Mindfulness is a centuries-old practice that's become trendy in recent years -- and a new study now says it can help your heart health.
Training in mindfulness can help people better manage their high blood pressure by helping them stick to healthy lifestyle changes, a new clinical trial reports.
An eight-week customized mindfulness program helped people lower their systolic blood pressure by nearly 6 points during a six-month follow-up period, researchers found.
That was significantly better than the 1.4-point reduction that occurred in people undergoing usual blood pressure care, researchers said during a presentation Sunday at the American Heart Association's annual meeting, in Chicago. Such research is considered preliminary until published in a peer-reviewed journal.
The results could be relevant to a patient's health, given that previous studies have found that a 5-point drop in systolic pressure translates to a 10% lower risk of heart attack and stroke, said lead researcher Eric Loucks, director of the Mindfulness Center at Brown University.
"If we can train people in mindfulness skills and then apply those skills to people's relationships with the things that we know influence blood pressure -- like physical activity or diet or antihypertensive medication adherence or alcohol consumption -- we might be able to boost the effects" of their prescribed blood pressure control plan, Loucks said.
For example, in this study participants armed with mindfulness training tended to exercise more and eat better, he noted.
About 46% of Americans have high blood pressure, but only about half of them have it under control, Loucks said.
Loucks and his colleagues recruited about 100 people with elevated and untreated blood pressure to attend weekly group training sessions in mindfulness. These people also went to an all-day mindfulness retreat.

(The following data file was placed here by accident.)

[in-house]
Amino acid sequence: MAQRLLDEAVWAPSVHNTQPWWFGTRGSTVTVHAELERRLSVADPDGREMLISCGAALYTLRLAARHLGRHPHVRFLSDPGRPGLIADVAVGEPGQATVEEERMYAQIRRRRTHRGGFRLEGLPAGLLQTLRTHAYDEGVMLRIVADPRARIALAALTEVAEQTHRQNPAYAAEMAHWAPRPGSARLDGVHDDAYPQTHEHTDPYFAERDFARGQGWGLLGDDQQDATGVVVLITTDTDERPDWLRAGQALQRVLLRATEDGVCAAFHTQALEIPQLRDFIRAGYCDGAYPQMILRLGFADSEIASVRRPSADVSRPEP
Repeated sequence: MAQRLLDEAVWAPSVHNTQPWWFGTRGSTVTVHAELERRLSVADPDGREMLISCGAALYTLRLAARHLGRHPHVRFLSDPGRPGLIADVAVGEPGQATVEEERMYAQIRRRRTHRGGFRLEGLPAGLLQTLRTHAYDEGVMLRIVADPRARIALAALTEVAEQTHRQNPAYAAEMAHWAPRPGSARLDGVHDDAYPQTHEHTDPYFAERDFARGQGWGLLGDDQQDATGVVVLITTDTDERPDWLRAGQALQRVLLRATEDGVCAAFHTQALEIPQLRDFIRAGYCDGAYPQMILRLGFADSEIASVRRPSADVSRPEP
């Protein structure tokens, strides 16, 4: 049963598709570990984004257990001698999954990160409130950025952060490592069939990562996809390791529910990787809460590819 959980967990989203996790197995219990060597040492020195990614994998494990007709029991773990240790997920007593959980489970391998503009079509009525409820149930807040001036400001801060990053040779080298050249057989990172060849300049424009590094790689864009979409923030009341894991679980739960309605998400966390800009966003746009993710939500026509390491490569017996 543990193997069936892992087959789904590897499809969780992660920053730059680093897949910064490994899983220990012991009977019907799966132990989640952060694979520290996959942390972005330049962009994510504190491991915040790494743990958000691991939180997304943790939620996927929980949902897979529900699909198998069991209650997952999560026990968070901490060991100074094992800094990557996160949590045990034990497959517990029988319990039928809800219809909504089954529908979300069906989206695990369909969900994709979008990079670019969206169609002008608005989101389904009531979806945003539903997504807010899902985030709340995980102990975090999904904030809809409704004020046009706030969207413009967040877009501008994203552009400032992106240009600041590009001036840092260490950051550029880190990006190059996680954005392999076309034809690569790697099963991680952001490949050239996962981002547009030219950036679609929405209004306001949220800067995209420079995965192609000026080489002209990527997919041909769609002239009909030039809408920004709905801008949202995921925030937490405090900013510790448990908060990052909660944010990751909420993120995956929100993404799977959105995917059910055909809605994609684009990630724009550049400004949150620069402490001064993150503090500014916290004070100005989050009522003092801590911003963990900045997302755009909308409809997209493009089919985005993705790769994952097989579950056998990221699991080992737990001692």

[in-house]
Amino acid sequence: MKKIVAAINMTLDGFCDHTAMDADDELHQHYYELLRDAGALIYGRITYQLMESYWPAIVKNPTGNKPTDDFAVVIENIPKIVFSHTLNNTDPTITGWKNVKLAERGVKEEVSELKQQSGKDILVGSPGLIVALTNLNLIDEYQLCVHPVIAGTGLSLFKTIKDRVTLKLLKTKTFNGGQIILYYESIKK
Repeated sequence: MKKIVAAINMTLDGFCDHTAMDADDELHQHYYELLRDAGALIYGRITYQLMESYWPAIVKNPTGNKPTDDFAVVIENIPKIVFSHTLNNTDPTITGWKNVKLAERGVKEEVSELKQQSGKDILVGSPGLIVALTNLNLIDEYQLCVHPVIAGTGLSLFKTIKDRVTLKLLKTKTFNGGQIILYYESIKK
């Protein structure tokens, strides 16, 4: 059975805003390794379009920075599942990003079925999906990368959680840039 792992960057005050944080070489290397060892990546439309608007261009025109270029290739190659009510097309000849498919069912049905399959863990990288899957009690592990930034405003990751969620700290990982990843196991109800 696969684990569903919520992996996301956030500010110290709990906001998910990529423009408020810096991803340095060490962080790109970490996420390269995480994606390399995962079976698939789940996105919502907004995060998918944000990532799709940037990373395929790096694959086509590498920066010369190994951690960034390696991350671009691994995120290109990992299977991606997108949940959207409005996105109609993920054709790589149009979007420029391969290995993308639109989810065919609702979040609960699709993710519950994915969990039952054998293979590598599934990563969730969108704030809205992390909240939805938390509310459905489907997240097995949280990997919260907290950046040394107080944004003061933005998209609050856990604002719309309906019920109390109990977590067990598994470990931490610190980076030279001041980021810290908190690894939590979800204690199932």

Mindfulness training enhances people's self-awareness of their own thoughts, emotions and physical sensations, helping them pay attention to their responses and regulate their emotions, Loucks said.
In this instance, mindfulness helps people perceive and acknowledge how they feel after they make good choices that improve their blood pressure, he said.
"Just about everybody feels good after physical activity, often for hours, and dietary choices can make a big impact on how we feel on the body and the mind. For example, some people, when they eat something sweet, they get a sugar high and then a sugar crash," Loucks said. "So we just notice that, with nonjudgmental, curious awareness, and then act in skillfully in response to what we're detecting."
The researchers then compared how well the patients controlled their blood pressure for six months to another group of 100 patients that were given the usual care: a home blood pressure monitor, education on managing blood pressure and access to a doctor.
"We saw pretty nice reductions in blood pressure over six months of follow-up compared to the control group," Loucks said.
Further analysis found that people in the mindfulness group were more likely to eat heart-healthy foods, exercise more and indulge less often in sedentary behavior, Loucks said. They also reported lower levels of stress.
"I'd like to see this replicated by groups other than us, with longer follow-up time and more generalizable participant samples," Loucks said. "If that were to happen and the results held, it could be an appealing approach to help control the blood pressure of about half of Americans who have hypertension."
Such mindfulness training could support strategies that have already been proven to help control blood pressure, said Dr. Amit Khera, director of the preventive cardiology program at UT Southwestern in Dallas.
"We need complementary strategies to help lower blood pressure," Khera said. "Equally importantly, we need strategies to help people adopt the lifestyle habits that enable them to help lower their blood pressure."
The 6-point blood pressure reduction seen in the mindfulness patients "is clinically important, and it is meaningful," added Dr. Janani Rangaswami, director of the cardiorenal program at George Washington University in Washington, D.C.
"This mindfulness-based approach, in addition to standard of care with pharmacotherapy, is a really welcome addition to the hypertension literature," Rangaswami said.
Harvard University has more on mindfulness.
SOURCES: Eric Loucks, PhD, director, Mindfulness Center, Brown University, Providence, R.I.; Amit Khera, MD, director, preventive cardiology program, UT Southwestern, Dallas; Janani Rangaswami, MD, director, cardiorenal program, George Washington University, Washington, D.C.; presentation, American Heart Association annual meeting, Chicago, Nov. 6, 2022